Bridging the Water Supply–demand Gap in Australia: Coupling Water Demand Efficiency with Rain-independent Desalination Supply
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Water supply in Australia mainly relies on precipitation and, therefore, is highly dependent on climate variability and change. Coupled with reduced rainfall reliability, population and economic growth and increasing competition for water resources augment the concern over the existing water resources and put a strain on future water security. In fact, the upward trend of water demand has already been escalating the pressure on water resources. Clearly, the anticipation of decline in water supply requires the identification of more reliable, rainfall-independent supply alternatives. With this in mind, this paper discusses the role and value of desalination in water grids. For this purpose, we present a modelling framework using System Dynamics approach to incorporate a range of factors into a simulation of future water demand and supply in Queensland, Australia; and examine desalination schemes as long-term water security option in the portfolio of supply sources. In particular, the model is used to explore the sensitivity of long term planning of water resources with respect to two specific assumptions, the discount rate and the degree of water security. The proposed approach would help decision makers to develop sustainable water supply and efficient infrastructure strategies, and thus respond to water scarcity in a timely manner.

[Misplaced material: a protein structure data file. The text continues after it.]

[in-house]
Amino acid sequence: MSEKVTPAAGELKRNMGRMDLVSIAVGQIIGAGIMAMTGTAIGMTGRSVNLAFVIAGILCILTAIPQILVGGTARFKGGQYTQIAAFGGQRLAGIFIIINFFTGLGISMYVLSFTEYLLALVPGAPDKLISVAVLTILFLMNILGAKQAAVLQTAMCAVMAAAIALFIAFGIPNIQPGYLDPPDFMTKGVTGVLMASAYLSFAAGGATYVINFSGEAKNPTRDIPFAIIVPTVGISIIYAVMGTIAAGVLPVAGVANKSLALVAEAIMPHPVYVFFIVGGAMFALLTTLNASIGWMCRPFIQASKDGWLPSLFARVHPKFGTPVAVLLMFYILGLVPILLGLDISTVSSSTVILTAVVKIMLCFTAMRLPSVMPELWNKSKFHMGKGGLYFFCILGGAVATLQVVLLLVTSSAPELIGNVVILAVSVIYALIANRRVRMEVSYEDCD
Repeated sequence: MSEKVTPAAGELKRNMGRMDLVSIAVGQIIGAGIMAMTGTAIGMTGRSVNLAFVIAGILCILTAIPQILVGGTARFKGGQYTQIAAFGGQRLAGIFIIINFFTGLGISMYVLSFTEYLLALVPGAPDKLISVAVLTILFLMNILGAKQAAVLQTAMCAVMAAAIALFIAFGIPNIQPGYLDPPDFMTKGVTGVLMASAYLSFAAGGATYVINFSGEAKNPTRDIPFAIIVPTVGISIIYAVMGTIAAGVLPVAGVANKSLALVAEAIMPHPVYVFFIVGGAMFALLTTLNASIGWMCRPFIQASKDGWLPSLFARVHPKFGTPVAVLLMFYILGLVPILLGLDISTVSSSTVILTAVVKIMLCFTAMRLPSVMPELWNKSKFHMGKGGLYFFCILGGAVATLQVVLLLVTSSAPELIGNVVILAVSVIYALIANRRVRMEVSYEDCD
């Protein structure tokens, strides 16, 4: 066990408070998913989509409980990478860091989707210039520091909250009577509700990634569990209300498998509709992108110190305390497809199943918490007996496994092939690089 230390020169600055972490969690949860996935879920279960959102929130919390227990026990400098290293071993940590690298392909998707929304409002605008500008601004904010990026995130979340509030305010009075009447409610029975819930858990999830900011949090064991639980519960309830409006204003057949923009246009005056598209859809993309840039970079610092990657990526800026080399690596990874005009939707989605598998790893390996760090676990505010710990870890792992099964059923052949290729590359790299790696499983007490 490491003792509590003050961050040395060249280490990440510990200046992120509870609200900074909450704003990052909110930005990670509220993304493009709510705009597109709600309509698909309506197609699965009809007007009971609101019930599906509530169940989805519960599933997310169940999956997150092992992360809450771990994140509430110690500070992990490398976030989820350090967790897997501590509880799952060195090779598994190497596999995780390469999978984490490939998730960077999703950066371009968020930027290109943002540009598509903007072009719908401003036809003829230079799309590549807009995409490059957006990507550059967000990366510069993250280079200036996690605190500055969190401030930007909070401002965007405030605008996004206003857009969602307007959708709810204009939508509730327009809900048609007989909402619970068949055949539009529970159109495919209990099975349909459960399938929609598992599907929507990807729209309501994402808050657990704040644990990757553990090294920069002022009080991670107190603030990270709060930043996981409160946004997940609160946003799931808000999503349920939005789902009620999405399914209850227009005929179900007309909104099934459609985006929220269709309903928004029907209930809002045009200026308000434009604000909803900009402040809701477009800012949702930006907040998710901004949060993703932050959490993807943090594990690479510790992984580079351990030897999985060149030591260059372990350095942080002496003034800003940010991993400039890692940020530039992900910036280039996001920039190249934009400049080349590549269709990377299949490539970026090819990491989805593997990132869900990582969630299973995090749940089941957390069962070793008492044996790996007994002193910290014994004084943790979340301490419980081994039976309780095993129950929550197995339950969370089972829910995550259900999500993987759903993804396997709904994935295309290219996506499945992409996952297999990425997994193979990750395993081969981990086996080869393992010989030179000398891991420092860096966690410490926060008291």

Water Resources Management
© 2014 Springer Netherlands. This is an electronic version of an article published in Water Resources Management, [Volume, Issue, Pages, Year]. Water Resources Management is available online at: http://link.springer.com/ with the open URL of your article.
Water Resources Engineering